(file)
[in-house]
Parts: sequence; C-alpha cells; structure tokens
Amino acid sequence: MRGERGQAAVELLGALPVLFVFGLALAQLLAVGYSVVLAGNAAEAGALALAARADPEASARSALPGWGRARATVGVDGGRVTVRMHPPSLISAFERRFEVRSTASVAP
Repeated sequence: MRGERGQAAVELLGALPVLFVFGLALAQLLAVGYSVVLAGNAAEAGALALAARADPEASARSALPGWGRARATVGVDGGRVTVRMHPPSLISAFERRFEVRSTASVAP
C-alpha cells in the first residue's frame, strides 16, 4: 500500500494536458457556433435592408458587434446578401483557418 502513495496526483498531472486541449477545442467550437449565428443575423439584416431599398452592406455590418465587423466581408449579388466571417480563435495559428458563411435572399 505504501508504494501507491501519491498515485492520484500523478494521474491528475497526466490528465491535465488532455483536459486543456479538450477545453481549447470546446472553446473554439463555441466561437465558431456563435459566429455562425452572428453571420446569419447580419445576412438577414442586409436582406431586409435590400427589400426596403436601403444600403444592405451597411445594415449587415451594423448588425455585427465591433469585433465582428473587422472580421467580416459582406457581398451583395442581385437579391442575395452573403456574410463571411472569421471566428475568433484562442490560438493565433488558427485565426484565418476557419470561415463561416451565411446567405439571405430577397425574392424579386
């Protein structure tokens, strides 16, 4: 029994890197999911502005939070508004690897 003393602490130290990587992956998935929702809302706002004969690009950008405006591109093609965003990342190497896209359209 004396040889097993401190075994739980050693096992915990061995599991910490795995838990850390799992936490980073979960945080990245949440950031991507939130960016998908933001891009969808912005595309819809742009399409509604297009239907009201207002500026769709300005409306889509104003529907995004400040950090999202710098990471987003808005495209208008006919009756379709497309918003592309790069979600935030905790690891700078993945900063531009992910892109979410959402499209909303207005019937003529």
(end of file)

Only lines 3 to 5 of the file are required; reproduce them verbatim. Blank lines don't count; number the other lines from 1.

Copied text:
Amino acid sequence: MRGERGQAAVELLGALPVLFVFGLALAQLLAVGYSVVLAGNAAEAGALALAARADPEASARSALPGWGRARATVGVDGGRVTVRMHPPSLISAFERRFEVRSTASVAP
Repeated sequence: MRGERGQAAVELLGALPVLFVFGLALAQLLAVGYSVVLAGNAAEAGALALAARADPEASARSALPGWGRARATVGVDGGRVTVRMHPPSLISAFERRFEVRSTASVAP
C-alpha cells in the first residue's frame, strides 16, 4: 500500500494536458457556433435592408458587434446578401483557418 502513495496526483498531472486541449477545442467550437449565428443575423439584416431599398452592406455590418465587423466581408449579388466571417480563435495559428458563411435572399 505504501508504494501507491501519491498515485492520484500523478494521474491528475497526466490528465491535465488532455483536459486543456479538450477545453481549447470546446472553446473554439463555441466561437465558431456563435459566429455562425452572428453571420446569419447580419445576412438577414442586409436582406431586409435590400427589400426596403436601403444600403444592405451597411445594415449587415451594423448588425455585427465591433469585433465582428473587422472580421467580416459582406457581398451583395442581385437579391442575395452573403456574410463571411472569421471566428475568433484562442490560438493565433488558427485565426484565418476557419470561415463561416451565411446567405439571405430577397425574392424579386